Two outstanding women are appointed to top public service jobs

Outside  the  Wellington  Beltway,  not  much   attention  has been paid to  two key appointments in the state sector.   Both  posts  go to   outstanding  women  leaders  who  for  several  years  have  fulfilled  the  early  promise they  showed  in the public service.

After  a successful  career at the Ministry of  Foreign Affairs and Trade,  where   she has  been  serving Deputy Secretary, Multilateral and Legal Affairs Group,  Bernadette  Cavanagh  will  take over as  CEO  of  the  Ministry of Culture & Heritage  from February 1.  There   had been  speculation   Cavanagh, a   daughter of   former  PM  Jim Bolger,   could be a  candidate to  succeed  Brook Barrington as head of  MFAT  when  he  moves over to the DPMC.

The  other  key  appointment  by State Sector Commissioner  Peter Hughes   is to the  post of Comptroller  of Customs,  a  role    which has  assumed   increasing  importance  because of the  reliance on  border security and management in  protecting  the  NZ   economy.        Continue reading “Two outstanding women are appointed to top public service jobs”

How happy-clappy statisticians figure out if we are privileged

The Point of Order Trough Monitor has not been calibrated to detect all extravagant spending of taxpayers’ money.  But others in the blogosphere can be relied on to pick up at least some of the squandering that happens beyond the monitor’s purview.

For example, Kiwiblog’s doughty David Farrar has alerted his readers to some nonsense at Statistics New Zealand, based on a press release from Nationals Amy Adams.

“Officials at a  technical workshop today spent an hour having participants singing, hand-clapping and playing ‘Check Your Privilege bingo’.

“Yet at the same time New Zealand continues to wait for the 2018 Census results after a shambolic process that resulted in significant data gaps and we’re yet to see anything on the last two years of child poverty statistics.

“According to the Government agency’s bingo card, it seems if you are a ‘native English speaker, Cis, white, thin, have no speech impediment, heterosexual, able-bodied, standard accent, have no criminal record, human, tall, mentally healthy, support a mainstream political party, adult, born in your country of residence, wealthy, employed or just not a red-head’, then you are privileged.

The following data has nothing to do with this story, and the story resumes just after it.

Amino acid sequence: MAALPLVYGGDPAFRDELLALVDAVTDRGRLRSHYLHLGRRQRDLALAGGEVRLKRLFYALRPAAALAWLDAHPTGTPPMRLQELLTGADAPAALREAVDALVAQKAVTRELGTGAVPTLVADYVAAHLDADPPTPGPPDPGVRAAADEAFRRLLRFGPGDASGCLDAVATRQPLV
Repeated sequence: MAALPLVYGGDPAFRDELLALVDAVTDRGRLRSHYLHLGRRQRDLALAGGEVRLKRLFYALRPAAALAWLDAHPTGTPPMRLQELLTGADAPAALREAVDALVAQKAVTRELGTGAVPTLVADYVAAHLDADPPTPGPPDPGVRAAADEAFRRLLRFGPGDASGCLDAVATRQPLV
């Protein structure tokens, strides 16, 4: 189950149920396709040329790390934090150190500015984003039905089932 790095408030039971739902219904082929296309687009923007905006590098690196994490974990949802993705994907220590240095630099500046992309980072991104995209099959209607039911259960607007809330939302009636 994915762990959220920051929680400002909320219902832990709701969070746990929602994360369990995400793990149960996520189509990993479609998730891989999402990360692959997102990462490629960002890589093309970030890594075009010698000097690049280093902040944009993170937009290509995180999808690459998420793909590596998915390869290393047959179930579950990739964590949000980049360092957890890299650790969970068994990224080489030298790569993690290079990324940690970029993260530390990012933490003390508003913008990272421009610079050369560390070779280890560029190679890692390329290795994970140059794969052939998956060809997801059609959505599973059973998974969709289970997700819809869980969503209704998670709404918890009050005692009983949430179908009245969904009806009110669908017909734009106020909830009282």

Continue reading “How happy-clappy statisticians figure out if we are privileged”

The case for filling public service leadership posts with women – then let’s look at the All Blacks

More than 50% of chief executives in public service departments for the first time are women, the Government proudly proclaimed this week.

Seventeen of the 33 public service department chief executive posts are filled by women, including acting roles.  That’s 52%, up from 14, or 44%, at 30 June 2018.

“This is an outstanding achievement,” Chris Hipkins said.

Hipkins, Minister of State Services, then noted that in addition to meeting this milestone, more women CEs

” … have been appointed to larger jobs.

“Their average job size has increased by 15% since 2016 and the job size gap with their male colleagues has narrowed to 6%, compared with a 27% gap in 2016.” Continue reading “The case for filling public service leadership posts with women – then let’s look at the All Blacks”

The PSA celebrates membership growth – but public services are expanding too

The State Services Commission declares on its website it is part of the Open Government Partnership, a forum of countries working to be more open, accountable and responsive to citizens.

The State Services Commission is leading this in New Zealand, it says, so at Point of Order we figured we would have no problem getting hold of the latest data to give a measure of the pace of growth in state sector employment numbers.

Our appetite for fresh figures was fuelled by the PSA’s celebrating growth in its membership.  Terrific –  but maybe this growth is an inevitable consequence of growth in public-sector worker numbers.

We found data to the end of June 2017 on the SSC website but wanted to ensure there was no more recent stuff. Continue reading “The PSA celebrates membership growth – but public services are expanding too”